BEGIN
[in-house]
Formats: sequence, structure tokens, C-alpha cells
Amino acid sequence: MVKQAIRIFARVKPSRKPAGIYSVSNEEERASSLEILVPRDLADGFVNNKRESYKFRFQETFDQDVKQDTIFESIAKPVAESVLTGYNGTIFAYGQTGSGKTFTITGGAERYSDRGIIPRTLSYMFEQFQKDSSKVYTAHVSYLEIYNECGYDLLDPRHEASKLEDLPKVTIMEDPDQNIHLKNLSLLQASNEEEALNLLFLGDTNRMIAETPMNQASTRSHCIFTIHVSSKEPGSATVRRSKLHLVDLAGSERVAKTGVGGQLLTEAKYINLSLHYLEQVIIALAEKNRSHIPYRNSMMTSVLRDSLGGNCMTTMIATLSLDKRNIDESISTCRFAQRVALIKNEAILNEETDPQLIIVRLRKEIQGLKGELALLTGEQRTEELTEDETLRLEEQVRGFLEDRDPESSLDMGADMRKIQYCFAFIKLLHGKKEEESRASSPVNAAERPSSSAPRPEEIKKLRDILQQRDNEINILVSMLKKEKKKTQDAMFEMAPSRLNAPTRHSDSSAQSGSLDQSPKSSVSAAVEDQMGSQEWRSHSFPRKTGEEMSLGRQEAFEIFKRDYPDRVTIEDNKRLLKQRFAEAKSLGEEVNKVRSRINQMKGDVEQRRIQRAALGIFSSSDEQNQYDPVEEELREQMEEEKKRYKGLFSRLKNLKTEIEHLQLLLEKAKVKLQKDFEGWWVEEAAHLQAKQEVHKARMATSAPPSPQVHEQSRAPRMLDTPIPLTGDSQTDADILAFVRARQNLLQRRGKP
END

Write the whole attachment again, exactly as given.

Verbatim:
[in-house]
Formats: sequence, structure tokens, C-alpha cells
Amino acid sequence: MVKQAIRIFARVKPSRKPAGIYSVSNEEERASSLEILVPRDLADGFVNNKRESYKFRFQETFDQDVKQDTIFESIAKPVAESVLTGYNGTIFAYGQTGSGKTFTITGGAERYSDRGIIPRTLSYMFEQFQKDSSKVYTAHVSYLEIYNECGYDLLDPRHEASKLEDLPKVTIMEDPDQNIHLKNLSLLQASNEEEALNLLFLGDTNRMIAETPMNQASTRSHCIFTIHVSSKEPGSATVRRSKLHLVDLAGSERVAKTGVGGQLLTEAKYINLSLHYLEQVIIALAEKNRSHIPYRNSMMTSVLRDSLGGNCMTTMIATLSLDKRNIDESISTCRFAQRVALIKNEAILNEETDPQLIIVRLRKEIQGLKGELALLTGEQRTEELTEDETLRLEEQVRGFLEDRDPESSLDMGADMRKIQYCFAFIKLLHGKKEEESRASSPVNAAERPSSSAPRPEEIKKLRDILQQRDNEINILVSMLKKEKKKTQDAMFEMAPSRLNAPTRHSDSSAQSGSLDQSPKSSVSAAVEDQMGSQEWRSHSFPRKTGEEMSLGRQEAFEIFKRDYPDRVTIEDNKRLLKQRFAEAKSLGEEVNKVRSRINQMKGDVEQRRIQRAALGIFSSSDEQNQYDPVEEELREQMEEEKKRYKGLFSRLKNLKTEIEHLQLLLEKAKVKLQKDFEGWWVEEAAHLQAKQEVHKARMATSAPPSPQVHEQSRAPRMLDTPIPLTGDSQTDADILAFVRARQNLLQRRGKP